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New compound helps belt maker expand into food market

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Photo by RPN photo by Mike McNulty David Pickrell (left) and Gene Torres of Chiorino's U.S. operation anticipate more growth for the company, which is headquartered in Italy. The firm believes it offers a strong fabrication, distribution and sales arm in the U.S., thanks in part to a unique urethane compound used for belting in the food industry.

Chiorino S.p.A. has made solid, steady progress in the North American market since it set up shop in the U.S. more than 30 years ago, particularly in the conveyor, process and flat transmission belt sectors.

Most recently, Chiorino Inc., the Biella, Italy-headquartered manufacturer's U.S. subsidiary, launched a line of belts made from a unique urethane compound that Gene Torres, director of sales and marketing for the subsidiary, believes sets the company apart from other lightweight belt producers.

The urethane compound was developed by the firm's coated fabrics division in Italy for the inflatable boat industry when stricter requirements were implemented in Europe on boat materials.

"The new compound was so good we brought it over to the belting end of our business because it's resistant to oils and other contaminants," according to David Pickrell, vice president and general manager of the U.S. subsidiary, based in Newark, Del.

From it the company developed a non-toxic, high-performance belt for the food sector.

"We now have 24 product types in the high-performance range, and all are HACCP and REACH compliant," he said.

"It's a special belt," according to Torres. "For instance, when bakeries use boxes, they want to make sure there's no contamination. And there won't be with our belt, we assure them."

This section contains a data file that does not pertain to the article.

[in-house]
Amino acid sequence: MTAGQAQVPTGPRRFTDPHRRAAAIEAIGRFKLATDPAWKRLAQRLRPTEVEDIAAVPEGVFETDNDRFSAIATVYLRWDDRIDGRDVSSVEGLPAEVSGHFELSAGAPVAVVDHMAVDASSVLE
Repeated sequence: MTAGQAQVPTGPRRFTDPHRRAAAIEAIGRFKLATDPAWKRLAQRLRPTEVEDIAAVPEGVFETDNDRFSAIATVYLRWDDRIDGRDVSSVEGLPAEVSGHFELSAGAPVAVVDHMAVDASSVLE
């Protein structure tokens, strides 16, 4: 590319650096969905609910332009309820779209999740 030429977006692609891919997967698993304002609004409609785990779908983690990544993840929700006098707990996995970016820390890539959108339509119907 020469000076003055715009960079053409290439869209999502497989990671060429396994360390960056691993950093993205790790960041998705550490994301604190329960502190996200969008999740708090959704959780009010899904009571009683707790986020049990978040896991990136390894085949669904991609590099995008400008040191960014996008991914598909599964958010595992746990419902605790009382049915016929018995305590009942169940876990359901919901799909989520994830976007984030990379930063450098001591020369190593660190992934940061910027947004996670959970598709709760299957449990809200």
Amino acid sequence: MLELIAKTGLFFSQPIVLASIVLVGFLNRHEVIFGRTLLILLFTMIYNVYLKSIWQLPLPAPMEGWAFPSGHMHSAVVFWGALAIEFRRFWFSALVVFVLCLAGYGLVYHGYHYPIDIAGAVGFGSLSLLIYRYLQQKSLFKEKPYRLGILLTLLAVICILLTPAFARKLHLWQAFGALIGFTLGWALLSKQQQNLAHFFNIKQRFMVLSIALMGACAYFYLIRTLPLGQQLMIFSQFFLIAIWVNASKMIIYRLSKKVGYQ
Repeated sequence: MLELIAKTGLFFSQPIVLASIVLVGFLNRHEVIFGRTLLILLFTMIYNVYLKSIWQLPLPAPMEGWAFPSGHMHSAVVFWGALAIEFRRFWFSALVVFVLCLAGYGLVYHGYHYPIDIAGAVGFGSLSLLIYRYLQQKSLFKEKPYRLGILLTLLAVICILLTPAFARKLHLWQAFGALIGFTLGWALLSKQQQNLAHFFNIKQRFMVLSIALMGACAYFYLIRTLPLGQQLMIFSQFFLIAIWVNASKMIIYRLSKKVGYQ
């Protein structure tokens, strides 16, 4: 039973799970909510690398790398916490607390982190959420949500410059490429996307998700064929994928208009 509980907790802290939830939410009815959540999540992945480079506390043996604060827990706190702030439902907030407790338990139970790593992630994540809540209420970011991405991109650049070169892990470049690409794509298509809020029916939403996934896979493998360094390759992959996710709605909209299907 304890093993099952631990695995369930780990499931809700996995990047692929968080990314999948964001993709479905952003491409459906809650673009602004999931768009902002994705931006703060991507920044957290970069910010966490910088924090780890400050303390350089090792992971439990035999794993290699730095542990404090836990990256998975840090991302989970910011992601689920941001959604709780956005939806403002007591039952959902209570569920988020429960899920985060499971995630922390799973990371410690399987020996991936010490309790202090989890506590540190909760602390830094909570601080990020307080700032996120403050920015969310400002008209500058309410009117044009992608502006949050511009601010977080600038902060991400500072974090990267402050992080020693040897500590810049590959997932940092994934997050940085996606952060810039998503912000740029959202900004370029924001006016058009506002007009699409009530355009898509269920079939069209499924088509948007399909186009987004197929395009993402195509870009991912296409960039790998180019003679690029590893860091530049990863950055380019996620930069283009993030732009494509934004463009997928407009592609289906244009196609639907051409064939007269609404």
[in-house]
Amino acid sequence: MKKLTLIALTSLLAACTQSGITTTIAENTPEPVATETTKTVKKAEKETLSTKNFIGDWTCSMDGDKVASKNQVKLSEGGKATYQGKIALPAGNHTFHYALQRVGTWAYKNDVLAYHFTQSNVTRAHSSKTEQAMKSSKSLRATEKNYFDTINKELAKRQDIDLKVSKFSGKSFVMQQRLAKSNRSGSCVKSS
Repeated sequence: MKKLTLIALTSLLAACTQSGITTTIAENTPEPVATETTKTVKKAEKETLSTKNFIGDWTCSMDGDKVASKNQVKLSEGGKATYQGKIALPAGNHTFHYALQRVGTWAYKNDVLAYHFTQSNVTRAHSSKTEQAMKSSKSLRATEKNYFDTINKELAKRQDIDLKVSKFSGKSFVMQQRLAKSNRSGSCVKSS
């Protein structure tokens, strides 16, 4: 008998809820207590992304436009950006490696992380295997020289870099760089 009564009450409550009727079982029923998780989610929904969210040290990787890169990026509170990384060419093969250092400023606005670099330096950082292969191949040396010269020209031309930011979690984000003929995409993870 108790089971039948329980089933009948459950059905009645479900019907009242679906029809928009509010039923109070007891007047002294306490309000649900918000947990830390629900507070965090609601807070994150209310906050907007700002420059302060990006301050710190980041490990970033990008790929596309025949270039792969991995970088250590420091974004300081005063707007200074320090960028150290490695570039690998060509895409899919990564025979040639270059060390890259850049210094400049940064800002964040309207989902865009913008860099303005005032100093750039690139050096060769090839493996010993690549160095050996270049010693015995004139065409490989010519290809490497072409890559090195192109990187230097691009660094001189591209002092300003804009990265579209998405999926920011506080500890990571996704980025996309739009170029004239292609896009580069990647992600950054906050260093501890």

Chiorino's high-performance belt is used to convey breads, cookies, cheese and just about any other food, and it's easy to clean, the two officials said at the NIBA—The Belting Association conference, held Sept 12-15 in San Antonio.

It is resistant to most aggressive fats and oils, has high flexibility, and is resistant to cuts and abrasion, Pickrell said. It offers increased resistance to high temperatures compared to traditional polyurethane belting and maintains its characteristics even at the lowest temperatures, he said.

"This is a new industry for us ... but the HP belt is slowly but surely taking off," Pickrell said. "And there are a several other industries that can use them, including metal, wood, oil recovery and a number of others."

Chiorino, which has been in business since 1906, manufactures all rolls for belting at its plant in Italy, where it also handles development of new products and technologies. Its 40,000-sq.-ft. facility in Newark and 8,000-sq.-ft. plant in Scott, La., fabricate belts used in the U.S. market. The factories supply the belts to manufacturers and distributors.

The parent company has 15 other subsidiaries stretched around the globe that also fabricate and distribute products.

The U.S. arm of the company primarily handles rubber, urethane and PVC belts used in several industries, including box folding and paper handling.